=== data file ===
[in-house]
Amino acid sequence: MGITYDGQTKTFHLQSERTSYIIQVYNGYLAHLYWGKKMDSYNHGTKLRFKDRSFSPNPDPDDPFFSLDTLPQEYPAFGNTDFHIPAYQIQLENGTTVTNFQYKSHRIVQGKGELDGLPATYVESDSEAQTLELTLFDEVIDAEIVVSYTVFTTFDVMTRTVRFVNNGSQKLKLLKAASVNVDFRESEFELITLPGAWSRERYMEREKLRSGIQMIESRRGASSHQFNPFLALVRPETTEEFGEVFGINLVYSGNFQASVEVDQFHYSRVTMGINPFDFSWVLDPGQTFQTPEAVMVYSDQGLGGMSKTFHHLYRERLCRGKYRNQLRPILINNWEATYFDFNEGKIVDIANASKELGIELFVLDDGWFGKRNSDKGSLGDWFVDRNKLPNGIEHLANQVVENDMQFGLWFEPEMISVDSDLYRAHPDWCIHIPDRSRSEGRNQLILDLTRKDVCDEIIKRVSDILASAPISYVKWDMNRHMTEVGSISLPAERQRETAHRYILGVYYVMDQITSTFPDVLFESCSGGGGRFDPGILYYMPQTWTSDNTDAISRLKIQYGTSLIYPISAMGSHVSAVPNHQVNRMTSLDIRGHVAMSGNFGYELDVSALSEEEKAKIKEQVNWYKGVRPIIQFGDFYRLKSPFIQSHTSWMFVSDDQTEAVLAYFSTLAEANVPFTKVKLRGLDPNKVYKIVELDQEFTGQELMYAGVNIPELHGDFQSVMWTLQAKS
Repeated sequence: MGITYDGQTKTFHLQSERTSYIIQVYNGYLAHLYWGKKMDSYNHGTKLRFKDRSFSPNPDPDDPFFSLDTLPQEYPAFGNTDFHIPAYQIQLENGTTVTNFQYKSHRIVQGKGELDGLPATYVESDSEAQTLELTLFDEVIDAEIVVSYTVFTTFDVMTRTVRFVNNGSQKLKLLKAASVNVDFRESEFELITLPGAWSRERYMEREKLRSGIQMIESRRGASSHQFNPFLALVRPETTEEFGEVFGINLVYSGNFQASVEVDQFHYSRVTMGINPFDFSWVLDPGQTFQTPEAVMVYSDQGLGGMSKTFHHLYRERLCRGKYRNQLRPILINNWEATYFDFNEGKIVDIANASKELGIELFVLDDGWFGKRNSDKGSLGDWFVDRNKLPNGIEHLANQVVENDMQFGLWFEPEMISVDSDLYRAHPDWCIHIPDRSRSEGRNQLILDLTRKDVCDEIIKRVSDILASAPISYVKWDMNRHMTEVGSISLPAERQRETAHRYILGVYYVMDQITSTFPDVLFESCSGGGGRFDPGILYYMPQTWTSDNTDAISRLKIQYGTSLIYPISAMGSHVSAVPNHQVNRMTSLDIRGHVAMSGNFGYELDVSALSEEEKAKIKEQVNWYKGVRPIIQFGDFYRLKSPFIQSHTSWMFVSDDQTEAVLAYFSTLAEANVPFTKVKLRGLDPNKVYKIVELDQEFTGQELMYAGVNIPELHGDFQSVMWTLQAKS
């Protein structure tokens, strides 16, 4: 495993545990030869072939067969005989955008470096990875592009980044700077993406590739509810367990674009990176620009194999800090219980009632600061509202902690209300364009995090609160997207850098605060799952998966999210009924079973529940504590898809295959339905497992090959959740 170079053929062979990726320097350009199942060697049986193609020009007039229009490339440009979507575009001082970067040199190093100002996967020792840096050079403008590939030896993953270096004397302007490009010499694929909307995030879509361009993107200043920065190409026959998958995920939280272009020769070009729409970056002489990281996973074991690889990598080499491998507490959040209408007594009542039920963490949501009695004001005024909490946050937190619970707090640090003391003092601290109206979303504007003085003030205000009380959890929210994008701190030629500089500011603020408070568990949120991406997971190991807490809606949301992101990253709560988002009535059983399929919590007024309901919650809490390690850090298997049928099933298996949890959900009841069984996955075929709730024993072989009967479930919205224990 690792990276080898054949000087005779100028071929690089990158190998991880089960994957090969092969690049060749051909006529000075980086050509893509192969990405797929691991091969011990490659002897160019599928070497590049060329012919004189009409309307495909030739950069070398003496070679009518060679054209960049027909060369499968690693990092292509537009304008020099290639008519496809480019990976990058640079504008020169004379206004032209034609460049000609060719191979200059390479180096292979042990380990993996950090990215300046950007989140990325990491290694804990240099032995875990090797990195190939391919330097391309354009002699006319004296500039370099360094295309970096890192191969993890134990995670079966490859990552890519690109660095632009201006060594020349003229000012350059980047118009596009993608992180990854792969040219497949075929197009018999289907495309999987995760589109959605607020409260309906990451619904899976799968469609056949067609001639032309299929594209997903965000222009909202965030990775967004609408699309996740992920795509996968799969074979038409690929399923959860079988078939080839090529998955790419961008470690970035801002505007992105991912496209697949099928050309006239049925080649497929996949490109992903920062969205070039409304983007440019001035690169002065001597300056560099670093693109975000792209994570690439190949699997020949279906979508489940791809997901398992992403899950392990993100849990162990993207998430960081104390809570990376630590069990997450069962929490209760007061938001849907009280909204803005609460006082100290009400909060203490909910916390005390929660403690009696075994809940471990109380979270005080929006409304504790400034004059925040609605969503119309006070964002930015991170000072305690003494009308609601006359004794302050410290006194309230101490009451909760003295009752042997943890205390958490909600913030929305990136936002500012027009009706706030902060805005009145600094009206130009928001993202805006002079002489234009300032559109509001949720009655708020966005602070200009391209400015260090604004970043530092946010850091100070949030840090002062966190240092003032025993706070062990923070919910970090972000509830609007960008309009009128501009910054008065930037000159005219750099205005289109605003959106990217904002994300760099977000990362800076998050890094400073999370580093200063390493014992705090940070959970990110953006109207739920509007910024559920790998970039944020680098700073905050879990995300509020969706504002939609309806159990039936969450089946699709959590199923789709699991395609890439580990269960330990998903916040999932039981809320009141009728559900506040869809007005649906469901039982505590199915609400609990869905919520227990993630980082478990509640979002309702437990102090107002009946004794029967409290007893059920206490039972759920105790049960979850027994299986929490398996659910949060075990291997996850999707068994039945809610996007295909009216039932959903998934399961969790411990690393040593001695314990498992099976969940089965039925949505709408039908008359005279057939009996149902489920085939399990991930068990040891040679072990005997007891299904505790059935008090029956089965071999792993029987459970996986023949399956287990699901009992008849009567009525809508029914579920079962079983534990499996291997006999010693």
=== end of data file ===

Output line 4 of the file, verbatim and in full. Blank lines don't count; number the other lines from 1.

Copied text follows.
């Protein structure tokens, strides 16, 4: 495993545990030869072939067969005989955008470096990875592009980044700077993406590739509810367990674009990176620009194999800090219980009632600061509202902690209300364009995090609160997207850098605060799952998966999210009924079973529940504590898809295959339905497992090959959740 170079053929062979990726320097350009199942060697049986193609020009007039229009490339440009979507575009001082970067040199190093100002996967020792840096050079403008590939030896993953270096004397302007490009010499694929909307995030879509361009993107200043920065190409026959998958995920939280272009020769070009729409970056002489990281996973074991690889990598080499491998507490959040209408007594009542039920963490949501009695004001005024909490946050937190619970707090640090003391003092601290109206979303504007003085003030205000009380959890929210994008701190030629500089500011603020408070568990949120991406997971190991807490809606949301992101990253709560988002009535059983399929919590007024309901919650809490390690850090298997049928099933298996949890959900009841069984996955075929709730024993072989009967479930919205224990 690792990276080898054949000087005779100028071929690089990158190998991880089960994957090969092969690049060749051909006529000075980086050509893509192969990405797929691991091969011990490659002897160019599928070497590049060329012919004189009409309307495909030739950069070398003496070679009518060679054209960049027909060369499968690693990092292509537009304008020099290639008519496809480019990976990058640079504008020169004379206004032209034609460049000609060719191979200059390479180096292979042990380990993996950090990215300046950007989140990325990491290694804990240099032995875990090797990195190939391919330097391309354009002699006319004296500039370099360094295309970096890192191969993890134990995670079966490859990552890519690109660095632009201006060594020349003229000012350059980047118009596009993608992180990854792969040219497949075929197009018999289907495309999987995760589109959605607020409260309906990451619904899976799968469609056949067609001639032309299929594209997903965000222009909202965030990775967004609408699309996740992920795509996968799969074979038409690929399923959860079988078939080839090529998955790419961008470690970035801002505007992105991912496209697949099928050309006239049925080649497929996949490109992903920062969205070039409304983007440019001035690169002065001597300056560099670093693109975000792209994570690439190949699997020949279906979508489940791809997901398992992403899950392990993100849990162990993207998430960081104390809570990376630590069990997450069962929490209760007061938001849907009280909204803005609460006082100290009400909060203490909910916390005390929660403690009696075994809940471990109380979270005080929006409304504790400034004059925040609605969503119309006070964002930015991170000072305690003494009308609601006359004794302050410290006194309230101490009451909760003295009752042997943890205390958490909600913030929305990136936002500012027009009706706030902060805005009145600094009206130009928001993202805006002079002489234009300032559109509001949720009655708020966005602070200009391209400015260090604004970043530092946010850091100070949030840090002062966190240092003032025993706070062990923070919910970090972000509830609007960008309009009128501009910054008065930037000159005219750099205005289109605003959106990217904002994300760099977000990362800076998050890094400073999370580093200063390493014992705090940070959970990110953006109207739920509007910024559920790998970039944020680098700073905050879990995300509020969706504002939609309806159990039936969450089946699709959590199923789709699991395609890439580990269960330990998903916040999932039981809320009141009728559900506040869809007005649906469901039982505590199915609400609990869905919520227990993630980082478990509640979002309702437990102090107002009946004794029967409290007893059920206490039972759920105790049960979850027994299986929490398996659910949060075990291997996850999707068994039945809610996007295909009216039932959903998934399961969790411990690393040593001695314990498992099976969940089965039925949505709408039908008359005279057939009996149902489920085939399990991930068990040891040679072990005997007891299904505790059935008090029956089965071999792993029987459970996986023949399956287990699901009992008849009567009525809508029914579920079962079983534990499996291997006999010693």